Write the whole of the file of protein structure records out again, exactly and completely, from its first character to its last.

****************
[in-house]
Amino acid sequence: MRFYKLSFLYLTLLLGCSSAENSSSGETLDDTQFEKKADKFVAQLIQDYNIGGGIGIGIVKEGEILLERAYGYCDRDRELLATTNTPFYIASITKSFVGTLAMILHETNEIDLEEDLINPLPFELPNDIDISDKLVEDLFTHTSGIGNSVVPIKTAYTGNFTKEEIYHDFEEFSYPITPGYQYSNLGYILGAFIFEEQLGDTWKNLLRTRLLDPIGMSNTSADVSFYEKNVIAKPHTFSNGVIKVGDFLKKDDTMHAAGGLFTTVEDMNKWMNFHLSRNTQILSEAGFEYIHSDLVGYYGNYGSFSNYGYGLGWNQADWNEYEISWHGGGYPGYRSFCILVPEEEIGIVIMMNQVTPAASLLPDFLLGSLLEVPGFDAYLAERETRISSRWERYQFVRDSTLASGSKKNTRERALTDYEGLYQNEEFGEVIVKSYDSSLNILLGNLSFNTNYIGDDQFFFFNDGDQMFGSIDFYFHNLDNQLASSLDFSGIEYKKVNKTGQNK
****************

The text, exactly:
[in-house]
Amino acid sequence: MRFYKLSFLYLTLLLGCSSAENSSSGETLDDTQFEKKADKFVAQLIQDYNIGGGIGIGIVKEGEILLERAYGYCDRDRELLATTNTPFYIASITKSFVGTLAMILHETNEIDLEEDLINPLPFELPNDIDISDKLVEDLFTHTSGIGNSVVPIKTAYTGNFTKEEIYHDFEEFSYPITPGYQYSNLGYILGAFIFEEQLGDTWKNLLRTRLLDPIGMSNTSADVSFYEKNVIAKPHTFSNGVIKVGDFLKKDDTMHAAGGLFTTVEDMNKWMNFHLSRNTQILSEAGFEYIHSDLVGYYGNYGSFSNYGYGLGWNQADWNEYEISWHGGGYPGYRSFCILVPEEEIGIVIMMNQVTPAASLLPDFLLGSLLEVPGFDAYLAERETRISSRWERYQFVRDSTLASGSKKNTRERALTDYEGLYQNEEFGEVIVKSYDSSLNILLGNLSFNTNYIGDDQFFFFNDGDQMFGSIDFYFHNLDNQLASSLDFSGIEYKKVNKTGQNK